Recent Discoveries and Colloquations

I am still getting used to the fact that anyone outside of my undergraduate institution would find legitimacy in my foundation topical interest, family history/genealogy, in academia. While not a normally “acceptable field” within scholastic academic history from my impressions of the AHA Conference attendees and sessions, I am par for the course in breaking new ground. Like any student, the way that I think evolves and changes as I learn more. I feel like I learn something new daily that assists with explanations of my interests or in preparation for writing an article/book and app creation.

Recent discoveries:

Family History-Specific (Methodological practice and useful book.)

  • Genograms- While common in therapy for mapping family relationships, genealogists also have to map family relationships regularly as does anyone who normally deals with family interactions on a professional level. Whether researching Great Aunt Bergamoine (absolutely hypothetical examples; no basis in reality personally) and her husband, Fred, or their children, Boys 1, 2, and 3, there are a lot of complicated family dynamics. Before today, I saw symplistic examples of this in presentations. Nothing ever formally taught. Now I know the vocab term, and have friends in Psychology that gave advice of looking into Genograms: Assessment and Intervention. Added to Amazon wishlist.
  • The Unofficial Family Archivist– Mini disclaimer: I have not as yet (27 Jan 2012) read this book, but from the chapter summaries, links, and basic premise of the book it looks good. For friends asking for how to protect their documents, I want to recommend this as it appears to give answers to questions that I have not yet learned the answers to while in Library School. I may require this book someday for teaching undergrad courses on family history/genealogy in a general survey class on the topic. That would be fun.

App Research:

  • I am nervous about how much to say about the app that I want to make, but I will need to collaborate with at least two other universities than the two where I go to school in order to make this work. Suffice it to say, it’s smashing together already-existing data and maps, adding a GIS interface, Wiki mapping tags, and putting it into use for an app that allows for the lay person to access information about family from the document up, or basically to play your own version of Who Do You Think You Are? but in live time with current and useful sources. I don’t know anything about programming apps, but I know what needs to happen. Grew up with a programmer Dad. The demo vision is in my head, and explaining how it works is easy. Building the tool? Harder, maybe. Need help.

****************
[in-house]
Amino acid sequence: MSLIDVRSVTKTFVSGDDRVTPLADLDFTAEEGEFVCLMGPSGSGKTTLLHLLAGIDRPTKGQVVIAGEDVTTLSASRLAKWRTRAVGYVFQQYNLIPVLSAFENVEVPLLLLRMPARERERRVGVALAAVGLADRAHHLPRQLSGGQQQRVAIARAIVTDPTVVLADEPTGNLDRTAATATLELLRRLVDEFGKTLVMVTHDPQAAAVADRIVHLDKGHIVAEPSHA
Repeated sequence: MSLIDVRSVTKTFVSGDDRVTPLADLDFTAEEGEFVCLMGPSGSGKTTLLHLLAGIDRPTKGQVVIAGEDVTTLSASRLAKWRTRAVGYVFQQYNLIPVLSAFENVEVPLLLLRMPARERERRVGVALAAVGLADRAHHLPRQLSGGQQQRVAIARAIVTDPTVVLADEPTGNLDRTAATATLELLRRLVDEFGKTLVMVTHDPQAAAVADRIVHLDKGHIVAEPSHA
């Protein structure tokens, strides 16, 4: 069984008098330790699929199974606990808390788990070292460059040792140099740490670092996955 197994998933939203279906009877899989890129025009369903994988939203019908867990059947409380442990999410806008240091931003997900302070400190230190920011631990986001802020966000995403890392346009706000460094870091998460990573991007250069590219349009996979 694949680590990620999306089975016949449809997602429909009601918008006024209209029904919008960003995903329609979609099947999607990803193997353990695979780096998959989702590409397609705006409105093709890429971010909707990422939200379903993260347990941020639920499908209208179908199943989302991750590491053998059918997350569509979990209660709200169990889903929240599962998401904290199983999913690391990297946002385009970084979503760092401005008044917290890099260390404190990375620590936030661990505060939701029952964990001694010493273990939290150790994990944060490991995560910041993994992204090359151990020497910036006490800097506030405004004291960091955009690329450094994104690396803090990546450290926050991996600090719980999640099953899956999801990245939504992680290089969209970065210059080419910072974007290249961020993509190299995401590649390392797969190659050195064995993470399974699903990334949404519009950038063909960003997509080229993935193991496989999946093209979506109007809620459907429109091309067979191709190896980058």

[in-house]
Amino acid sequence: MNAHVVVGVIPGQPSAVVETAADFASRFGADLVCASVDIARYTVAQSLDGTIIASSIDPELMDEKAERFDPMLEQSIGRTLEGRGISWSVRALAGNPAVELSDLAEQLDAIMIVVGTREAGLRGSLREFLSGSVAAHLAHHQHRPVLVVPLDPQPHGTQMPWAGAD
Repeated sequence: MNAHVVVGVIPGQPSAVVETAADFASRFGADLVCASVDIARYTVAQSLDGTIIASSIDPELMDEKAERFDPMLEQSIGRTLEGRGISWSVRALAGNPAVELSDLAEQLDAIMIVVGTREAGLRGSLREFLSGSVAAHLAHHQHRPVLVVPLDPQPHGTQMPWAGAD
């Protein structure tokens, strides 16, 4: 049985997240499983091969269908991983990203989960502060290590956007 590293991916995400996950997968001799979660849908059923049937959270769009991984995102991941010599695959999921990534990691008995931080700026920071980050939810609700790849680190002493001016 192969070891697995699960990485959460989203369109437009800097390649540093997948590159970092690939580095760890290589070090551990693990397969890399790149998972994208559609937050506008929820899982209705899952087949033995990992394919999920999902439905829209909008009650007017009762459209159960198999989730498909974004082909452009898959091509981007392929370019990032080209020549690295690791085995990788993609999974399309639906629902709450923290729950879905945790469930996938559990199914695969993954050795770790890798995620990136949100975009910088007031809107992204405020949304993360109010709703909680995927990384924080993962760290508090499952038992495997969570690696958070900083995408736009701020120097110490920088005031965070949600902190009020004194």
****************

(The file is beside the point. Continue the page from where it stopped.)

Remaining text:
Article-Book Research:

  • I wrote my undergrad senior thesis on the History of Digital Family History. Heavy revisions four years later, and some soul gave me a shot as part of the LUC History Grad Student Paper Conference where I presented in the digital humanities panel. All of the back story is in previous blogs, so to bring things more to today’s interests, while in Organization of Knowledge class, I learned a little about the history of cataloging. After seeing a slide presentation barely skimming facts, proverbial light bulbs went off about a chapter on how things are or have been cataloged. I feel like I’m making a “Genealogy for the Uninitiated and How to Understand those That Do It” book. Have no idea of the title, but my professor is right. There needs to be more dialogue from those that do and those that don’t do it. Further, there is more discussion needed between the fields of public history, “regular” history, and anyone that works within a historical field who was not a part of AHA this year. Explicitly, museums, more archives, family history-genealogy, historic houses, and other places that feel like step-cousins from the same parental “genealogy” so to speak.
  • I am turning my History of Digital Family History into an article starting with the current paper. It may gain traction after finishing a possible poster proposal for AHA 2013. AHA 2012 taught me that anyone can do this, and a person does not have to be a PhD to start out. A PhD gets more respect, credibility, and the ability for more leverage in some forms of employment, but it also has breaking points. If you have a PhD, why aren’t you teaching? Honestly, I haven’t gotten that far yet, but there must be more than tenure track positions to vie for, even if I’m considering vying for adjunct professorships. I love teaching. I will not outline my experience in the topic at this time.